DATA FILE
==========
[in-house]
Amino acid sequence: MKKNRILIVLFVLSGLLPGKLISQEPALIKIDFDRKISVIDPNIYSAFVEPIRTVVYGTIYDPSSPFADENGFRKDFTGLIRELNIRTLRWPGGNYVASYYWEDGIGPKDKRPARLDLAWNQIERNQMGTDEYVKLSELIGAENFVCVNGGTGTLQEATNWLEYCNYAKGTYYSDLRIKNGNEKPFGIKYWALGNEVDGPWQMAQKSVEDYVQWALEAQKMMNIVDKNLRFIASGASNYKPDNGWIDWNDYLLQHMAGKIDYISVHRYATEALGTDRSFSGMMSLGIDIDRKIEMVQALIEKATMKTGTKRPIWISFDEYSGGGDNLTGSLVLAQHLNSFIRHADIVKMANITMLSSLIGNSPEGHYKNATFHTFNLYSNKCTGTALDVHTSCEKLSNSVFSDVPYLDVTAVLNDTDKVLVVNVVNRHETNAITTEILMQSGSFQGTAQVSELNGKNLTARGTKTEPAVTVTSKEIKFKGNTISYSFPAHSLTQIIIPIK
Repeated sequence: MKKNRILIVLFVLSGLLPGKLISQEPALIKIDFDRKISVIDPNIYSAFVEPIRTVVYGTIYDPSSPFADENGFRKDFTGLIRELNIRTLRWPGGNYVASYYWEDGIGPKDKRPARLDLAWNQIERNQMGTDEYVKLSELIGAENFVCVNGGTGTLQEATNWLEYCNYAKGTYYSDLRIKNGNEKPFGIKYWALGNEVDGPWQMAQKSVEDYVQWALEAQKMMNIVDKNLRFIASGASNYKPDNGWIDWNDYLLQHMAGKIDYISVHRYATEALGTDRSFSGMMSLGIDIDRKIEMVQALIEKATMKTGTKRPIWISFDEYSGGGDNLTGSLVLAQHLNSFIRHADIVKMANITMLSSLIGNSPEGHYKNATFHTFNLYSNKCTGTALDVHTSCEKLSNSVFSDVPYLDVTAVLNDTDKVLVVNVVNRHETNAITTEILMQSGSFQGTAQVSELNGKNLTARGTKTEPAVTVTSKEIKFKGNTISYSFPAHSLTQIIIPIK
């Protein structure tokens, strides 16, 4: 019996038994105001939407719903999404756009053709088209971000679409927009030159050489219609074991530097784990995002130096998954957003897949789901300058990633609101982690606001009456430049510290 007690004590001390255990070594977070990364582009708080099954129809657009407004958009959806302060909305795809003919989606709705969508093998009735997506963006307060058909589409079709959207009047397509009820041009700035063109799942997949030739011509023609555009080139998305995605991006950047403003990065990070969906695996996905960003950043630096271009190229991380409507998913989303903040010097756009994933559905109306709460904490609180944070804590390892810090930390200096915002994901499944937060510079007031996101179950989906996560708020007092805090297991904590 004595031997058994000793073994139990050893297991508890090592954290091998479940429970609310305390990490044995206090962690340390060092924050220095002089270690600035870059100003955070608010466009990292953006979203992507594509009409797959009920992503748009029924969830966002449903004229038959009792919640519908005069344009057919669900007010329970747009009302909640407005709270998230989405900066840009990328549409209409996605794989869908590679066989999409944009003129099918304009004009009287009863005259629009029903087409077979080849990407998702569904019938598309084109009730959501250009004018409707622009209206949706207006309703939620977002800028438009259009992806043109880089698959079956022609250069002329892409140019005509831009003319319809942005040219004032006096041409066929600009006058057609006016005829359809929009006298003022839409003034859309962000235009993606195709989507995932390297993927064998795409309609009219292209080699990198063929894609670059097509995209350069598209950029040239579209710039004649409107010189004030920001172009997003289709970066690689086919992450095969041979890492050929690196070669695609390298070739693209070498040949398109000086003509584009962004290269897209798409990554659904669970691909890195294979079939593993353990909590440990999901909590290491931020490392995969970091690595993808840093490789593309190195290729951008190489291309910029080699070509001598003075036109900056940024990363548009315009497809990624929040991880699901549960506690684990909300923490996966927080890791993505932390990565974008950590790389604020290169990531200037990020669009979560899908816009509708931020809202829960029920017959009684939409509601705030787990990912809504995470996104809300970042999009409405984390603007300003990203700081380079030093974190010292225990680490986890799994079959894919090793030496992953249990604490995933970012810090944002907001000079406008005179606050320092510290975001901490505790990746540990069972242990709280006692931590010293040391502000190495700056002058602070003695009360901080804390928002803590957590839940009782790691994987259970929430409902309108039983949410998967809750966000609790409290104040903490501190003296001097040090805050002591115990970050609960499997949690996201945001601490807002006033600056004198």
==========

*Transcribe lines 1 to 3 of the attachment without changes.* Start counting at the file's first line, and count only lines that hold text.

[in-house]
Amino acid sequence: MKKNRILIVLFVLSGLLPGKLISQEPALIKIDFDRKISVIDPNIYSAFVEPIRTVVYGTIYDPSSPFADENGFRKDFTGLIRELNIRTLRWPGGNYVASYYWEDGIGPKDKRPARLDLAWNQIERNQMGTDEYVKLSELIGAENFVCVNGGTGTLQEATNWLEYCNYAKGTYYSDLRIKNGNEKPFGIKYWALGNEVDGPWQMAQKSVEDYVQWALEAQKMMNIVDKNLRFIASGASNYKPDNGWIDWNDYLLQHMAGKIDYISVHRYATEALGTDRSFSGMMSLGIDIDRKIEMVQALIEKATMKTGTKRPIWISFDEYSGGGDNLTGSLVLAQHLNSFIRHADIVKMANITMLSSLIGNSPEGHYKNATFHTFNLYSNKCTGTALDVHTSCEKLSNSVFSDVPYLDVTAVLNDTDKVLVVNVVNRHETNAITTEILMQSGSFQGTAQVSELNGKNLTARGTKTEPAVTVTSKEIKFKGNTISYSFPAHSLTQIIIPIK
Repeated sequence: MKKNRILIVLFVLSGLLPGKLISQEPALIKIDFDRKISVIDPNIYSAFVEPIRTVVYGTIYDPSSPFADENGFRKDFTGLIRELNIRTLRWPGGNYVASYYWEDGIGPKDKRPARLDLAWNQIERNQMGTDEYVKLSELIGAENFVCVNGGTGTLQEATNWLEYCNYAKGTYYSDLRIKNGNEKPFGIKYWALGNEVDGPWQMAQKSVEDYVQWALEAQKMMNIVDKNLRFIASGASNYKPDNGWIDWNDYLLQHMAGKIDYISVHRYATEALGTDRSFSGMMSLGIDIDRKIEMVQALIEKATMKTGTKRPIWISFDEYSGGGDNLTGSLVLAQHLNSFIRHADIVKMANITMLSSLIGNSPEGHYKNATFHTFNLYSNKCTGTALDVHTSCEKLSNSVFSDVPYLDVTAVLNDTDKVLVVNVVNRHETNAITTEILMQSGSFQGTAQVSELNGKNLTARGTKTEPAVTVTSKEIKFKGNTISYSFPAHSLTQIIIPIK